What a prescient question.

And feel free to ask any character questions you’d like. I enjoy taking about them.

A: Nice non-answer, haha. I think I’ll save character questions for a follow-up interview. BROKEN is in black-and-white, but rather differently from TERRAN SANDZ. You work in little drops of red throughout the book. Was it always intentional, or did it start out as an artistic device that then became a larger part of the story? And without spoiling anything, can you tell us whether that red will continue to be important after the strong cliff-hanger ending of book one?

The red was intentional from the start. It IS, and will remain an important symbol within the story.

A: Both books have very cinematic art-styles. TS is full-on block-buster; BROKEN is very indie-film, with lingering shots of rain, stars and fireflies in the natural world, and close-ups of broken lockers and nasty bathrooms in the school setting. How hard do you work on that aspect in the plotting stage, and how much of it comes as you’re drawing?

C: I see a scene in my head, and I play it out mentally, moving the camera, editing the pacing, and setting the characters on different marks until I find the blocking that I think achieves the result I imagine for that particular moment. Though it sounds like I work hard, all of what I described happens within seconds. I seldom do more than one set of thumbnails for a page, and hardly ever redraw a panel more than once. Maybe I could create better pages if I spent more time noodling them, but I’ve never believed it would be worth the time.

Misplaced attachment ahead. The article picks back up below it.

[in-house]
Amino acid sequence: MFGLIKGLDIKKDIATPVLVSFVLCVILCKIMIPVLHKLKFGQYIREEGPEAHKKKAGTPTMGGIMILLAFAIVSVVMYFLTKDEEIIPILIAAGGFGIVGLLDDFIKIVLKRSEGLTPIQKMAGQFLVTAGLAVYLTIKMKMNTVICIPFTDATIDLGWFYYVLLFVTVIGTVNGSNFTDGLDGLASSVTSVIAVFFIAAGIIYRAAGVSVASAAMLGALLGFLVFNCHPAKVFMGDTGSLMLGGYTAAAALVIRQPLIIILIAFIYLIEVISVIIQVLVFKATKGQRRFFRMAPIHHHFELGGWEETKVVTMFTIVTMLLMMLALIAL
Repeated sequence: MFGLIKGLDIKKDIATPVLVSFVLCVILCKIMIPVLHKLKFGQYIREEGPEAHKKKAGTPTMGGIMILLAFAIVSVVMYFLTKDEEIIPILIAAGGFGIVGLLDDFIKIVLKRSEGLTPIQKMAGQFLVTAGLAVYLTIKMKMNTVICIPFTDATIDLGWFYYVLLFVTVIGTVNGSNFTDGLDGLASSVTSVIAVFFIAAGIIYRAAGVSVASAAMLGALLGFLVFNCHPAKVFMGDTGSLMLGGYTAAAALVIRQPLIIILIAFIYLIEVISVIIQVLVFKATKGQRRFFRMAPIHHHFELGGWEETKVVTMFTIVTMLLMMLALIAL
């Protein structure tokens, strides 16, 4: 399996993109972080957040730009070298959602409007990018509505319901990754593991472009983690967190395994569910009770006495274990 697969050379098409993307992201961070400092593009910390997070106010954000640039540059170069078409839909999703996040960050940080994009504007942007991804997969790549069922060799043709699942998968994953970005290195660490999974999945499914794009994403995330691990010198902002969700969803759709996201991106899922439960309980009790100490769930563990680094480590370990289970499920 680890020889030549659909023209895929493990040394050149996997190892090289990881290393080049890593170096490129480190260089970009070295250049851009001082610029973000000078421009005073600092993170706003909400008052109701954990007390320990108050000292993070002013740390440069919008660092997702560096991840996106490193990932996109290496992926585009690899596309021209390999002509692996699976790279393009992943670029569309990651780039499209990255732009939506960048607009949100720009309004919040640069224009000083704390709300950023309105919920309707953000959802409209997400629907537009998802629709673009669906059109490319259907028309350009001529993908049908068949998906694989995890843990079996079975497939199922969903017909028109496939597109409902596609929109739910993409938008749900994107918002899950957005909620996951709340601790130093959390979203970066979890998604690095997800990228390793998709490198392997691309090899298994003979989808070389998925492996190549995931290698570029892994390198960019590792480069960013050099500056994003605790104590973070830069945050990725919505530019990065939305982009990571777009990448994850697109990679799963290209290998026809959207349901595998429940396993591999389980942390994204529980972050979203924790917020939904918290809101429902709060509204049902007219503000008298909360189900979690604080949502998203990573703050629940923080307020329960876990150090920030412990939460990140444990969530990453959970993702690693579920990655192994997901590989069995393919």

A: Both titles are “Book One,” and both end with cliff-hangers. Obviously, the intention is to continue both stories. I know as you were working on BROKEN, occasionally scenes grew beyond what you’d originally plotted as characters interacted, so obviously your creative process is not completely static. So how far out are things plotted in both cases? And in what level of detail?

BROKEN will be three books. I know the high beats I really want to hit, but my characters will have a great deal to say about that. Still, I know the whole story. The details will reveal themselves as the characters interact.

TERRAN SANDZ has the same structure as HELLBOY. It’s intended to be a series of tightly-related mini-series. Should I ever get around to the second mini, it will be called “The Good, the Bad, and the Alien”, and will be 100% a Leone western. I know what I want to do for the following ten or so minis, but heaven only know if I’ll ever get the chance. We’ll see.

A: Chip, thanks again for being here. You know I’m looking forward to the continuation of both stories. My final question, as it is with every interview, is this: What is your favorite book, and what would you say to recommend it to someone who hasn’t read it yet?

C: Gee, not really sure. I don’t have one favorite. And my favorites shift depending on my mood and circumstances. I love Steven Boyett’s “Ariel” and “Architect of Sleep” because the characters and bizarre worlds they find themselves in are just around the next corner. Koontz’s “Watcher” is the only book to ever scare me. Tanith Lee’s “Kill the Dead” is a morbid character study of shameful regret. “Planetary”, the graphic novel by Ellis and Cassaday not only breaks down the clichéd superhero genre, but tells you how to write it. I could keep going, but that should do.

Thanks a ton for this opportunity, Anthony. These were fun questions.

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While Chip’s eponymous website is still under construction, you can see more of his work on the Chip Skelton SketchCards Facebook page, as well as finding Broken and Terran Sandz on DrunkDuck. If you’d like to order copies of either (or both!) graphic novels, you can contact Chip at cs.ink@verizon.net